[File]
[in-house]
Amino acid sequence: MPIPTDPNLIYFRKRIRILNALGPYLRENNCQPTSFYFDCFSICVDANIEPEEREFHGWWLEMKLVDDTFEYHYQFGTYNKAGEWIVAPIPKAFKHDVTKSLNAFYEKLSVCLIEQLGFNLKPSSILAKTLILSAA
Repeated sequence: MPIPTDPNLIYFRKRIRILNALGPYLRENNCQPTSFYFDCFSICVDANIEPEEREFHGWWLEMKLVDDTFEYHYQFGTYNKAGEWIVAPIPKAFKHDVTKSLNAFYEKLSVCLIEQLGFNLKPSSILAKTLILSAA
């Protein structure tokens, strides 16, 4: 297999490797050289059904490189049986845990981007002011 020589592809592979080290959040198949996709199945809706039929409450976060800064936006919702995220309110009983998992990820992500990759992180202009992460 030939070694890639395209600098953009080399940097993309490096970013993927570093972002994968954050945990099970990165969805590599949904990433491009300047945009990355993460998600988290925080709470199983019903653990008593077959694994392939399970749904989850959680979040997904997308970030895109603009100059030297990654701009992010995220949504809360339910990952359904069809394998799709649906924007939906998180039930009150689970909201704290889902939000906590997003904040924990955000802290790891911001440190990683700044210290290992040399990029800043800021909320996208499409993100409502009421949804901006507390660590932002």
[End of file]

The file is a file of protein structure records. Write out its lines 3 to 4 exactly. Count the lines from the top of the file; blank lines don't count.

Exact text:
Repeated sequence: MPIPTDPNLIYFRKRIRILNALGPYLRENNCQPTSFYFDCFSICVDANIEPEEREFHGWWLEMKLVDDTFEYHYQFGTYNKAGEWIVAPIPKAFKHDVTKSLNAFYEKLSVCLIEQLGFNLKPSSILAKTLILSAA
């Protein structure tokens, strides 16, 4: 297999490797050289059904490189049986845990981007002011 020589592809592979080290959040198949996709199945809706039929409450976060800064936006919702995220309110009983998992990820992500990759992180202009992460 030939070694890639395209600098953009080399940097993309490096970013993927570093972002994968954050945990099970990165969805590599949904990433491009300047945009990355993460998600988290925080709470199983019903653990008593077959694994392939399970749904989850959680979040997904997308970030895109603009100059030297990654701009992010995220949504809360339910990952359904069809394998799709649906924007939906998180039930009150689970909201704290889902939000906590997003904040924990955000802290790891911001440190990683700044210290290992040399990029800043800021909320996208499409993100409502009421949804901006507390660590932002």